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Name Origins: Zimri

(Name Origins) Permanent link
 
Julie Helen Otto

Julie Helen Otto
Staff Genealogist

ZIMRI (m): A son of Zerah, brother of ETHAN and HEMAN (1 Chron. 2:3). Samuel and Mary (Baker) Allen of Salisbury and Cornwall, Conn. took this verse literally. Three of their six sons — Ethan Allen, the hero of Ticonderoga; Zimri Allen; and Heman Allen — were named from this one verse.  

Research Recommendations: FamilySearch.org Problems

(Research Recommendations) Permanent link
 
Michael J. Leclerc

Michael J. Leclerc
Director of Special Projects

As part of moving content to the new FamilySearch.org website, the Family History Library Catalog was recently launched on the new site. While at the library teaching at the Salt Lake Institute of Genealogy a couple of weeks ago, we discovered a major problem with this new catalog. It is incomplete, a situation which the development team is working to address.

 

On the home page of the new FamilySearch.org is a link that says “Go to the previous site.” Click on that link and use the catalog on the old site for your searches. Unfortunately, that site is only being supported modestly, and will often run slowly and with problems. Despite those frustrations, it is better to use that catalog to ensure that you have the best knowledge of what is available through the library. Hopefully this problem will be fixed soon.


Volumes of Water, Not Damage

(Stories of Interest) Permanent link
 
Michael J. Leclerc

Michael J. Leclerc
Director of Special Projects

On Monday afternoon, extreme temperatures burst a pipe at the Boston Athenaeum that cased ankle-high flooding off the main hall. Fortunately the staff was on hand to deal with the emergency immediately, and damage was not as bad as it might have been. The Boston Globe has more on the story.

Flooding Damages Athenaeum Collections

(Stories of Interest) Permanent link
 
Michael J. Leclerc

Michael J. Leclerc
Director of Special Projects

The Boston Globe is reporting the temporary closure of the Boston Athenaeum after thousands of books as well as antiques and works of art were damaged from a water leak on the first floor.

Online Activities Survey

(Surveys) Permanent link
 
Michael J. Leclerc

Michael J. Leclerc
Director of Special Projects

Last week’s survey asked about your online activities. The results of that survey will be reported next week. This week’s survey asks about using online family trees. Take the survey now.

Canadian Obituary and Cemetery Databases

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Valerie Beaudrault

Valerie Beaudrault
Visitor Services Representative

Mountain View Cemetery, Vancouver, British Columbia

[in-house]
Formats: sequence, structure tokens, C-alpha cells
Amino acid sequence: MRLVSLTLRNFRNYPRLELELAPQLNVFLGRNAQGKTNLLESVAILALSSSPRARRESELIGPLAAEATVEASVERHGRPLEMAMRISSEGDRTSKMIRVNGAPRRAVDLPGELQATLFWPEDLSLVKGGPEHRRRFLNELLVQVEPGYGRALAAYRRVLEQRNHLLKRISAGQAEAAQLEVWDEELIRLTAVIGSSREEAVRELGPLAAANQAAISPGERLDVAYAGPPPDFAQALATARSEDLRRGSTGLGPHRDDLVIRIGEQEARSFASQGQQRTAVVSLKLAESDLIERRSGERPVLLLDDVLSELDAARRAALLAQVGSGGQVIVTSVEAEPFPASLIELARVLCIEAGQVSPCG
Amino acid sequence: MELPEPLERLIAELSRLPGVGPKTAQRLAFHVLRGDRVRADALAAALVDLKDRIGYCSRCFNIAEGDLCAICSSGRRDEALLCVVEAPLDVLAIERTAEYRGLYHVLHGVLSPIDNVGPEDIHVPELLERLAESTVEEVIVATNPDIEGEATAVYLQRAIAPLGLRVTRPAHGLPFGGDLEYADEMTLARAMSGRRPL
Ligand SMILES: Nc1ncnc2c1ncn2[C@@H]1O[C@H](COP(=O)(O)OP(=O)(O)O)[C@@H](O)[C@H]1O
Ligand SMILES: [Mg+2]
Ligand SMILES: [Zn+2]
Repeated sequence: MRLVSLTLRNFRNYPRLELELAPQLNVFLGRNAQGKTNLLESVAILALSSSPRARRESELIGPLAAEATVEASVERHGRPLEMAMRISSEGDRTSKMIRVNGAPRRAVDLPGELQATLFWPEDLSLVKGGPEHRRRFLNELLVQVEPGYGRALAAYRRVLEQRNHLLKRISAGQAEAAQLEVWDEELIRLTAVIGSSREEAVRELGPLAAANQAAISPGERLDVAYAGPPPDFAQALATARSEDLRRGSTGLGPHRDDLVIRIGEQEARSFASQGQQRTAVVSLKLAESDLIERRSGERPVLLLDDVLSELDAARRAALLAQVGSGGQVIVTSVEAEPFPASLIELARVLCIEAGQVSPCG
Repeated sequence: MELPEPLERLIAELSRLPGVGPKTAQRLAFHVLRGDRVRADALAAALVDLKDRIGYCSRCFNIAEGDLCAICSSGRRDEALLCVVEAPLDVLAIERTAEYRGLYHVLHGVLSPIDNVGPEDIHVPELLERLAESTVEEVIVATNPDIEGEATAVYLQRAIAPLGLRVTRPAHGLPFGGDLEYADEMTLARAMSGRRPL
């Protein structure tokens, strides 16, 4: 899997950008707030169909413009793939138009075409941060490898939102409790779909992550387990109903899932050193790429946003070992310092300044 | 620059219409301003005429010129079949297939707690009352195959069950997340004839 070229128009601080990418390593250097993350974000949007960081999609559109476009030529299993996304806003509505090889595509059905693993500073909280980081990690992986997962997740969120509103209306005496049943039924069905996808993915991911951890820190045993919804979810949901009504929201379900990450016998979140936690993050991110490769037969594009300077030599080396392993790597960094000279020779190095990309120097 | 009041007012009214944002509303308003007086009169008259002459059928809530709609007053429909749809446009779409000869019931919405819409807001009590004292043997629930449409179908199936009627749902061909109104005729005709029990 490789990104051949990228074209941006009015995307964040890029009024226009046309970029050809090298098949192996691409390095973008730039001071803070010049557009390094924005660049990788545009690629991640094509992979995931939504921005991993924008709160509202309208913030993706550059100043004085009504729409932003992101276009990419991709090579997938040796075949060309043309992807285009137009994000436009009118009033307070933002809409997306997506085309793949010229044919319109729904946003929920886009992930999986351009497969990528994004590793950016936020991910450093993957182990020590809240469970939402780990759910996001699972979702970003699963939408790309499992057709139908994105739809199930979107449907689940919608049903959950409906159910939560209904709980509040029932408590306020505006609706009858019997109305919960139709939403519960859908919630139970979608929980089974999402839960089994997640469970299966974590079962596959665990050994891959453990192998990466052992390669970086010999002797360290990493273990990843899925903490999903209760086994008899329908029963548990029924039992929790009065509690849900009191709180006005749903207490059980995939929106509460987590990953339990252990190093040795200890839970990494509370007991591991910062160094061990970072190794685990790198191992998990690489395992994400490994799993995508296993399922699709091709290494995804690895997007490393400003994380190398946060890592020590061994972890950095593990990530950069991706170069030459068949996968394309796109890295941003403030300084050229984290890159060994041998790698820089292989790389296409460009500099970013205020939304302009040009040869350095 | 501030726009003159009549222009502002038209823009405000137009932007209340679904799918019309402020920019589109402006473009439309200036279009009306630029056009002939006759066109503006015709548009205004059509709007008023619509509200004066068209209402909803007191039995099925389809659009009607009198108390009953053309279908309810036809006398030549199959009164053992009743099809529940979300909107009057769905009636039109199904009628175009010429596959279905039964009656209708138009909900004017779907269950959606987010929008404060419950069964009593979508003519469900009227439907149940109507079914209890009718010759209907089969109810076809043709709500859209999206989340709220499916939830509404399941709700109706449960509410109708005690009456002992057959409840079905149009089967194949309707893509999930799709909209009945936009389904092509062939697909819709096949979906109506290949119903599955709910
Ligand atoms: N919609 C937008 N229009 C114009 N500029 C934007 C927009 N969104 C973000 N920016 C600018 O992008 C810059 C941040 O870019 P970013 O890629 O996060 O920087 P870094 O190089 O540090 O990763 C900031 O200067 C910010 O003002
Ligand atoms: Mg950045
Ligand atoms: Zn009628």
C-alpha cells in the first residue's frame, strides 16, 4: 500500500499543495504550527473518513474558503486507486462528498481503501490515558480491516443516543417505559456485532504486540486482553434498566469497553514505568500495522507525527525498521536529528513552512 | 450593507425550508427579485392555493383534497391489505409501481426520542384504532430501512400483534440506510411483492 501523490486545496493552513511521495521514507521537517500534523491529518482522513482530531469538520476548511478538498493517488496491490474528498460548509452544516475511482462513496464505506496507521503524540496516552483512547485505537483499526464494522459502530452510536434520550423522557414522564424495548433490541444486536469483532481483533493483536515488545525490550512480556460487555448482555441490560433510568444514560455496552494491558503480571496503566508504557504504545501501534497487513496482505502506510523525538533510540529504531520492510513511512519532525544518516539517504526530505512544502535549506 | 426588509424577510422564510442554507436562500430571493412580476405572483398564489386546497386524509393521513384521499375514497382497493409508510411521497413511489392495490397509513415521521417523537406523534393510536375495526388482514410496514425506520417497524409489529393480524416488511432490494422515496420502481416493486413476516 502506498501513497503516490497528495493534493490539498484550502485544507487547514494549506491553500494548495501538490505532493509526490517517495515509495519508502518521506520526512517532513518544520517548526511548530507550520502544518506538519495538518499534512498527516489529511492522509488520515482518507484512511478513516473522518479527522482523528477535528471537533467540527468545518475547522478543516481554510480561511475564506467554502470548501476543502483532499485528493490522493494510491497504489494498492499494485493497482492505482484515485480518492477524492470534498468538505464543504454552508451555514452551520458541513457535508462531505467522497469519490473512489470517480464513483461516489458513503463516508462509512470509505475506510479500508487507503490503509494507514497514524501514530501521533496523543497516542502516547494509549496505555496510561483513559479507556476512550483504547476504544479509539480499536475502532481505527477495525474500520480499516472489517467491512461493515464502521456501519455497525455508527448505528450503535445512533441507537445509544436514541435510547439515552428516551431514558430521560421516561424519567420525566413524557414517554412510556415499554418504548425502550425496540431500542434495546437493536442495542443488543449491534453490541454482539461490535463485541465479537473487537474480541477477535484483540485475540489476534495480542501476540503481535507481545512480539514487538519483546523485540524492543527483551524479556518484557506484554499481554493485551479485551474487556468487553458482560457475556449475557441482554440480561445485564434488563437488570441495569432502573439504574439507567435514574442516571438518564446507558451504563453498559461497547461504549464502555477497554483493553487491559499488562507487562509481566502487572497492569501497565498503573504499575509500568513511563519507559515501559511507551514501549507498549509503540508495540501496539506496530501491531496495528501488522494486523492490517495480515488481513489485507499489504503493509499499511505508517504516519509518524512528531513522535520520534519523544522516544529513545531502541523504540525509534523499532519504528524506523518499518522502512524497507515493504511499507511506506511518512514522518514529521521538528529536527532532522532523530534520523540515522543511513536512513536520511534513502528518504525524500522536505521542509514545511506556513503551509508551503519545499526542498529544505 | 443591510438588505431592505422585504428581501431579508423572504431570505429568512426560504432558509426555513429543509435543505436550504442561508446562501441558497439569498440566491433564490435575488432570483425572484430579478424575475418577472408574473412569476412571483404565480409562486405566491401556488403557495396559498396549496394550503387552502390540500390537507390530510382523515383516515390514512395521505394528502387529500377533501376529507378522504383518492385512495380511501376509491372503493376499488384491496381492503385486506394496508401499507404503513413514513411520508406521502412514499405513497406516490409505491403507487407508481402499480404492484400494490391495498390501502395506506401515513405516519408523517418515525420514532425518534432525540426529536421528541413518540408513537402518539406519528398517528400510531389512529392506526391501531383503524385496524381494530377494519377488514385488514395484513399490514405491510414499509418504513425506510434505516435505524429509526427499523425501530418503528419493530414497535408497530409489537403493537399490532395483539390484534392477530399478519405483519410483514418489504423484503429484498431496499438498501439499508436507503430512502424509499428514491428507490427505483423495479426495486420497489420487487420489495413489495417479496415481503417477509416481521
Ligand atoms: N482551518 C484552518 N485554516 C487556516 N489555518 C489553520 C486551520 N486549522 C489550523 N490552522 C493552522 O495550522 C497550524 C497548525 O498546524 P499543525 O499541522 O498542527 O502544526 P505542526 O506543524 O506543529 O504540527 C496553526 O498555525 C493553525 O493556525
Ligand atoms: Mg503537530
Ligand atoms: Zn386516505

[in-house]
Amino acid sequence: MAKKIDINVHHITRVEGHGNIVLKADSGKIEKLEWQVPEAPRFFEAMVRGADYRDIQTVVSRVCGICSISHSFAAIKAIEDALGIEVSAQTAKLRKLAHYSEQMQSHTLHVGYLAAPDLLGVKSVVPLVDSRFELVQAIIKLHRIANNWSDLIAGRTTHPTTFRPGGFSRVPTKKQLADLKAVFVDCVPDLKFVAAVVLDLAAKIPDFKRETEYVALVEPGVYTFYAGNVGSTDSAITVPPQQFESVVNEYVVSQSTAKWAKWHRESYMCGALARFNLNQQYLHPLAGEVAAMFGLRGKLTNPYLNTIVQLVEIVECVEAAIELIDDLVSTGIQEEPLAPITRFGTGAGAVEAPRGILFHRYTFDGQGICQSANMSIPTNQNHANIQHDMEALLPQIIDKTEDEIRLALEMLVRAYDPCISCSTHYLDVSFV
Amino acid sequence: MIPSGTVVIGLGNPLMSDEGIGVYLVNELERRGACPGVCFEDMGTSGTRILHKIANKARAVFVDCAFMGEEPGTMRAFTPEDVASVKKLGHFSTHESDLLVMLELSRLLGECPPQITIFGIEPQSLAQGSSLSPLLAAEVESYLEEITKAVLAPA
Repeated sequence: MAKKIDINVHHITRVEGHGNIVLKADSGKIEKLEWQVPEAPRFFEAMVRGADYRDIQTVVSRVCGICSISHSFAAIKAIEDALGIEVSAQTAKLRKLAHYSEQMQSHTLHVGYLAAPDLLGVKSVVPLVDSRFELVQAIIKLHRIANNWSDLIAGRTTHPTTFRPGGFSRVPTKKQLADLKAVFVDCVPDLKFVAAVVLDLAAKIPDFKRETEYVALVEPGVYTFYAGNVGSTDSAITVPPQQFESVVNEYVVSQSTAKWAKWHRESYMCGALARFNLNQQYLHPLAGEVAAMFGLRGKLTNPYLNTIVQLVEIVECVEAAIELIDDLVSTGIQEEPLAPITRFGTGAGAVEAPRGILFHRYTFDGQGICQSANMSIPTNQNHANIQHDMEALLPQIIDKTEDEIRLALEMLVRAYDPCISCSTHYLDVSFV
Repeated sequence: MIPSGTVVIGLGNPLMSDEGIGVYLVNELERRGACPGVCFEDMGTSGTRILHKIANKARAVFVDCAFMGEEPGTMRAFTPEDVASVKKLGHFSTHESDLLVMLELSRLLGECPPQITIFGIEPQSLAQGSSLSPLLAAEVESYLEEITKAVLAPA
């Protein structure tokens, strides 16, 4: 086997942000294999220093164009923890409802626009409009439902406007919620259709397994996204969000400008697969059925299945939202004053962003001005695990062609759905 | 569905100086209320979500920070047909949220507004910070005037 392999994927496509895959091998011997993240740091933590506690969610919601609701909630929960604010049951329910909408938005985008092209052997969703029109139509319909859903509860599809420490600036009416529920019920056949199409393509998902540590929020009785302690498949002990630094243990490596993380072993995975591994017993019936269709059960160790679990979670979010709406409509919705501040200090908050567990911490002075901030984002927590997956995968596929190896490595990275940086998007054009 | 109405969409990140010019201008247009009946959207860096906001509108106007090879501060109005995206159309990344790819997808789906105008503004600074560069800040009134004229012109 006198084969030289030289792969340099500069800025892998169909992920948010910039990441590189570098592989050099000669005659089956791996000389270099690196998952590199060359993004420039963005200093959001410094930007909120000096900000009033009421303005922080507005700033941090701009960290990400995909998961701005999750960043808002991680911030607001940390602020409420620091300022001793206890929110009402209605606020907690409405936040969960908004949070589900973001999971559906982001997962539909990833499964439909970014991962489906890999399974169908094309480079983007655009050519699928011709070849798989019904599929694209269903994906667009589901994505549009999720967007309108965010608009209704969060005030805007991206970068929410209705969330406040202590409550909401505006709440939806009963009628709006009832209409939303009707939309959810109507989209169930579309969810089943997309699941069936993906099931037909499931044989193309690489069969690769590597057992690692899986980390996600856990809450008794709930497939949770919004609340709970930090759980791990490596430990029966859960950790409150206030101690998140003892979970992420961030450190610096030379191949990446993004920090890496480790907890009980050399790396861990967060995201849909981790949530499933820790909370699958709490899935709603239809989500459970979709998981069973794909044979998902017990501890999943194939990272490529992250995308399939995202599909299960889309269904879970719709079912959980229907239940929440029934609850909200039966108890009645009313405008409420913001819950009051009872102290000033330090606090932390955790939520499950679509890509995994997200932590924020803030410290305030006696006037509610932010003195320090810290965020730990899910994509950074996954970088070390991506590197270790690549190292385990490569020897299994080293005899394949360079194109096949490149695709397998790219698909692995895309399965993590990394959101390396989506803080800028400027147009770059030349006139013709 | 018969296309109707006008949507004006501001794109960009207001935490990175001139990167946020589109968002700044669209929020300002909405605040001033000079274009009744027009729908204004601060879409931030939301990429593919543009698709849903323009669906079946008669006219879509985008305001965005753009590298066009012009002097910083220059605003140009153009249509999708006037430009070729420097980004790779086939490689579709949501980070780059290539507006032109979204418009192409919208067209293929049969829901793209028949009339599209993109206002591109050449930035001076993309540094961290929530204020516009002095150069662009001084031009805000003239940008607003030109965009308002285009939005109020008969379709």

The City of Vancouver, British Columbia, has made the Mountain View Cemetery database available on its website. Mountain View Cemetery, established in 1887, is one of the oldest cemeteries in the Vancouver metropolitan area. Click on the History link to read a detailed narrative of the cemetery’s founding and development over the years.

 

Click on the Genealogy Resources link in the contents list to access database. The database comprises an alphabetical list of burials. The list was transcribed from the official cemetery records. The data fields in the database include name of the deceased, date of death, date of burial, and location of the grave. Click on the Cemetery Maps link on the alphabetical listing page to view maps. By clicking on each section of the overview map you will be able to view more detailed maps so that you can locate a grave. An explanation on how to interpret the maps has been provided.

 

In addition to the alphabetical listing your will find the following burial databases for Mountain View Cemetery: mayors of Vancouver, Vancouver firefighters and police officers who died while on active duty, interesting citizens, WW1 and WW2 military burials, and Fraternal organizations at Mountain View. For many of the entries in these databases you will find links to biographical and photographs.

 

There are also stories of local disasters: Rogers Pass Slide Disaster of 1910, a slide in the pass killed 62 men, 30 of whom are buried at Mountain View; New Westminster Railway Disaster of 1909; the Lakeview Tram disaster of 1909, the worst transit accident in Vancouver's history, and a list of burials from the SS Sophia, which sank at Vanderbilt Reef Alaska in October 1918.

 

City of Edmonton Cemeteries Database, Edmonton, Alberta 

 

The City of Edmonton has made a searchable cemeteries database available on its website. The more than 60,000 burials listed in the database took place 25 or more years ago. The following cemeteries have been indexed: Beechmount, Clover Bar, Edmonton, Little Mountain, and Mount Pleasant. The burials for two cemeteries, Northern Lights and South Haven, have not been included.

 

First, click on the “How do I obtain the service?” link and then on the Cemetery Location Link to open the database search page. The database may be searched by first name and/or last name. You may search all of the cemeteries at one time or select a specific cemetery to search using the dropdown list. The data fields in the search results are last name, first name, burial date, cemetery name, section, block and plot.

 

Brochures for self-guided walking tours of three Edmonton cemeteries: Mt. Pleasant, Edmonton and Beechmount, have been provided. These files are in PDF file format, so you will need Adobe Acrobat Reader to view them.